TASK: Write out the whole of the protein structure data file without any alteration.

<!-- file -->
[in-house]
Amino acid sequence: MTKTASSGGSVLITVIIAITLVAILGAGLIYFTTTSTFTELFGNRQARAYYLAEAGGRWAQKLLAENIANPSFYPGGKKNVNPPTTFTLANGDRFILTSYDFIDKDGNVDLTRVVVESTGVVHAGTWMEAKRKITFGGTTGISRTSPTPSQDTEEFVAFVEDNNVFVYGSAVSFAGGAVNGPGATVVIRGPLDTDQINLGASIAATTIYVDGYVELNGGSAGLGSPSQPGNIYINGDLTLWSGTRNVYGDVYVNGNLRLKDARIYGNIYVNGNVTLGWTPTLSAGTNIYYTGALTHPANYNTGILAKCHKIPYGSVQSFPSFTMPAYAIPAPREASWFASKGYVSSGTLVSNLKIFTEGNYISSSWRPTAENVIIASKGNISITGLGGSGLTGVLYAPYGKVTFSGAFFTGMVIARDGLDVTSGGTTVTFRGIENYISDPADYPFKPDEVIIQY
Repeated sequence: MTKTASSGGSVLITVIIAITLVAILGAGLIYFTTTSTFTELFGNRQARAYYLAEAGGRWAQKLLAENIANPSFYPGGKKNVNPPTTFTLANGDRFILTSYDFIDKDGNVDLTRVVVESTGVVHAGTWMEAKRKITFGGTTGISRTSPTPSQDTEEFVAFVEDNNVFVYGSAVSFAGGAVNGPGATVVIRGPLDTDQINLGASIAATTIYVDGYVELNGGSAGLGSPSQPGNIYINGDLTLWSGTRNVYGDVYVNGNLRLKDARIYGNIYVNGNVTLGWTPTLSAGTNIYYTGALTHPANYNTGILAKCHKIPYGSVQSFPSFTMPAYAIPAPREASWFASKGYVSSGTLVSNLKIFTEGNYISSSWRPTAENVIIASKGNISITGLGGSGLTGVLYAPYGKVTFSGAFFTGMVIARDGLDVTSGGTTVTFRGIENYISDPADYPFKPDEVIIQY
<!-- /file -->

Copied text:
[in-house]
Amino acid sequence: MTKTASSGGSVLITVIIAITLVAILGAGLIYFTTTSTFTELFGNRQARAYYLAEAGGRWAQKLLAENIANPSFYPGGKKNVNPPTTFTLANGDRFILTSYDFIDKDGNVDLTRVVVESTGVVHAGTWMEAKRKITFGGTTGISRTSPTPSQDTEEFVAFVEDNNVFVYGSAVSFAGGAVNGPGATVVIRGPLDTDQINLGASIAATTIYVDGYVELNGGSAGLGSPSQPGNIYINGDLTLWSGTRNVYGDVYVNGNLRLKDARIYGNIYVNGNVTLGWTPTLSAGTNIYYTGALTHPANYNTGILAKCHKIPYGSVQSFPSFTMPAYAIPAPREASWFASKGYVSSGTLVSNLKIFTEGNYISSSWRPTAENVIIASKGNISITGLGGSGLTGVLYAPYGKVTFSGAFFTGMVIARDGLDVTSGGTTVTFRGIENYISDPADYPFKPDEVIIQY
Repeated sequence: MTKTASSGGSVLITVIIAITLVAILGAGLIYFTTTSTFTELFGNRQARAYYLAEAGGRWAQKLLAENIANPSFYPGGKKNVNPPTTFTLANGDRFILTSYDFIDKDGNVDLTRVVVESTGVVHAGTWMEAKRKITFGGTTGISRTSPTPSQDTEEFVAFVEDNNVFVYGSAVSFAGGAVNGPGATVVIRGPLDTDQINLGASIAATTIYVDGYVELNGGSAGLGSPSQPGNIYINGDLTLWSGTRNVYGDVYVNGNLRLKDARIYGNIYVNGNVTLGWTPTLSAGTNIYYTGALTHPANYNTGILAKCHKIPYGSVQSFPSFTMPAYAIPAPREASWFASKGYVSSGTLVSNLKIFTEGNYISSSWRPTAENVIIASKGNISITGLGGSGLTGVLYAPYGKVTFSGAFFTGMVIARDGLDVTSGGTTVTFRGIENYISDPADYPFKPDEVIIQY